“zeros” increases. From a very simplistic standpoint, this analysis shows that the average value of the input voltage is contained in the serial bit stream out of the comparator. The digital filter and decimator process the serial bit stream and produce the final output data.

For any given input value in a single sampling interval, the data from the 1-bit ADC is virtually meaningless. Only when a large number of samples are averaged, will a meaningful value result. The sigma-delta modulator is very difficult to analyze in the time domain because of this apparent randomness of the single-bit data output. If the input signal is near positive full-scale, it is clear that there will be more 1s than 0s in the bit stream. Likewise, for signals near negative full-scale, there will be more 0s than 1s in the bit stream. For signals near midscale, there will be approximately an equal number of 1s and 0s. Figure 6.91 shows the output of the integrator for two input conditions. The first is for an input of zero (midscale). To decode the output, pass the output samples through a simple digital low-pass filter that averages every four samples. The output of

∑ ∫


resolution, while averaging eight samples yields 4/8, or three bits of resolution. In the bottom waveform of Figure 6.91, the average obtained for four samples is 3/4, and the average for eight samples is 6/8.

Figure 6.91: Sigma-Delta Modulator Waveforms

Further time-domain analysis is not productive, and the concept of noise shaping is best explained in the frequency domain by considering the simple Σ-Δ modulator model in Figure 6.92.

The integrator in the modulator is represented as an analog low-pass filter with a transfer function equal to H(f) = 1/f. This transfer function has an amplitude response which is inversely proportional to the input frequency. The 1-bit quantizer generates quantization noise, Q, which is injected into the output summing block. If we let the input signal be X, and the output Y, the signal coming out of the input summer must be X – Y. This is multiplied by the filter transfer function, 1/f, and the result goes to one input to the output summer. By inspection, we can then write the expression for the output voltage Y as:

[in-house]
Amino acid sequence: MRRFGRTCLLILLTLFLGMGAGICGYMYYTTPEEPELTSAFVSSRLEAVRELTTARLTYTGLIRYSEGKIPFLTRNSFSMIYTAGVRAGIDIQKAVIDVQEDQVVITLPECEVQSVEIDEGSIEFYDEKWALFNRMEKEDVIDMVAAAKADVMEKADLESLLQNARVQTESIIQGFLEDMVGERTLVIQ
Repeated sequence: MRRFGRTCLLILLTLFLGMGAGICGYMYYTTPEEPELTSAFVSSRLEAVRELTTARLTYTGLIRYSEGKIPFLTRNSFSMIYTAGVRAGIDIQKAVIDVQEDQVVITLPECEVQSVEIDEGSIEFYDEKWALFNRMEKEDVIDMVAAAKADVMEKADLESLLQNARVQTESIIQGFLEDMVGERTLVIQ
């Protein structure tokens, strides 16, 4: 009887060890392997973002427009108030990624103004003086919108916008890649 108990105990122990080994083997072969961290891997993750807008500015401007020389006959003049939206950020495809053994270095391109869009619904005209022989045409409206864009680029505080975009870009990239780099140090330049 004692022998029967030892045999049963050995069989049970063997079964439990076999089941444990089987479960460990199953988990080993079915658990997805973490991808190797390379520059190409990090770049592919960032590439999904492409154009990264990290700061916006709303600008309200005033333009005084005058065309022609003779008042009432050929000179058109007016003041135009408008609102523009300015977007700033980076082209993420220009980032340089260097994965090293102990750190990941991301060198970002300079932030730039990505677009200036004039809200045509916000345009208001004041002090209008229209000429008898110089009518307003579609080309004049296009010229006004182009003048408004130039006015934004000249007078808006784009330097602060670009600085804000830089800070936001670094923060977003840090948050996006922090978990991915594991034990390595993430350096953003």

Q ) Y X f (

Y=1 − + . Eq. 6.16

This expression can easily be rearranged and solved for Y in terms of X, f, and Q:

1 f

f Q 1 f Y X

+ + ⋅

= + . Eq. 6.17

Figure 6.92: Simplified Frequency Domain Linearized Model of a Sigma-Delta Modulator

Note that as the frequency f approaches zero, the output voltage Y approaches X with no noise component. At higher frequencies, the amplitude of the signal component approaches zero, and the noise component approaches Q. At high frequency, the output consists primarily of quantization noise. In essence, the analog filter has a low-pass effect on the signal, and a high-pass effect on the quantization noise. Thus the analog filter performs the noise shaping function in the Σ-Δ modulator model.

For a given input frequency, higher order analog filters offer more attenuation. The same is true of Σ-Δ modulators, provided certain precautions are taken.

By using more than one integration and summing stage in the Σ-Δ modulator, we can achieve higher orders of quantization noise shaping and even better ENOB for a given over-sampling ratio as is shown in Figure 6.93 for both a first and second-order Σ-Δ modulator.

The block diagram for the second-order Σ-Δ modulator is shown in Figure 6.94. Third, and higher, order Σ-Δ ADCs were once thought to be potentially unstable at some values of input—recent analyses using finite rather than infinite gains in the comparator have shown that this is not necessarily so, but even if instability does start to occur, it is not important, since the DSP in the digital filter and decimator can be made to recognize incipient instability and react to prevent it.


H(f) = 1 f



+ _

X – Y 1

f ( X – Y ) Q =


Y = 1

f ( X – Y ) + Q


Y = X

f + 1 + Q f f + 1


Figure 6.93: Sigma-Delta Modulators Shape Quantization Noise

Figure 6.94: Second-Order Sigma-Delta ADC

Figure 6.95 shows the relationship between the order of the Σ-Δ modulator and the amount of over-sampling necessary to achieve a particular SNR. For instance, if the oversampling ratio is 64, an ideal second-order system is capable of providing an SNR of about 80 dB. This implies approximately 13 effective number of bits (ENOB). Although the filtering done by the digital filter and decimator can be done to any degree of precision desirable, it would be pointless to carry more than 13 binary bits to the outside world. Additional bits would carry no useful signal information, and would be buried in


resolution can be obtained by increasing the oversampling ratio and/or by using a higher-order modulator.

Figure 6.95: SNR vs. Oversampling Ratio for First, Second, and Third-Order Loops

In document CHAPTER 6: CONVERTERS (Page 94-100)